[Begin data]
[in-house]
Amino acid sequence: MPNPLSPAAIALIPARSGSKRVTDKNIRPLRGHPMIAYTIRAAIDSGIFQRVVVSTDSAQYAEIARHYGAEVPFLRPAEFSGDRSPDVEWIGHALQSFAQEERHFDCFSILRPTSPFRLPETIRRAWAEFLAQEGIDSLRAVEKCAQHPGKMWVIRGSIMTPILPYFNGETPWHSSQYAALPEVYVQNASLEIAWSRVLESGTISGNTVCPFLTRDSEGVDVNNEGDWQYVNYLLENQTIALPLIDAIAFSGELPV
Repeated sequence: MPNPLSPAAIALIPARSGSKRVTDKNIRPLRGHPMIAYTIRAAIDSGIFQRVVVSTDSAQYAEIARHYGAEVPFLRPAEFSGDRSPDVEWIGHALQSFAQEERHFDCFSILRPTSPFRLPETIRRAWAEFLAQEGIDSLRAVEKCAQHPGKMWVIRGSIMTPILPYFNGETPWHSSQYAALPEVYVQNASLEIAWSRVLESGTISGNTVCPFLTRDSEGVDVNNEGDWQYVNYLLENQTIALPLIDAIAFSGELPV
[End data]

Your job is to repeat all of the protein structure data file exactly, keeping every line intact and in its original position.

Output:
[in-house]
Amino acid sequence: MPNPLSPAAIALIPARSGSKRVTDKNIRPLRGHPMIAYTIRAAIDSGIFQRVVVSTDSAQYAEIARHYGAEVPFLRPAEFSGDRSPDVEWIGHALQSFAQEERHFDCFSILRPTSPFRLPETIRRAWAEFLAQEGIDSLRAVEKCAQHPGKMWVIRGSIMTPILPYFNGETPWHSSQYAALPEVYVQNASLEIAWSRVLESGTISGNTVCPFLTRDSEGVDVNNEGDWQYVNYLLENQTIALPLIDAIAFSGELPV
Repeated sequence: MPNPLSPAAIALIPARSGSKRVTDKNIRPLRGHPMIAYTIRAAIDSGIFQRVVVSTDSAQYAEIARHYGAEVPFLRPAEFSGDRSPDVEWIGHALQSFAQEERHFDCFSILRPTSPFRLPETIRRAWAEFLAQEGIDSLRAVEKCAQHPGKMWVIRGSIMTPILPYFNGETPWHSSQYAALPEVYVQNASLEIAWSRVLESGTISGNTVCPFLTRDSEGVDVNNEGDWQYVNYLLENQTIALPLIDAIAFSGELPV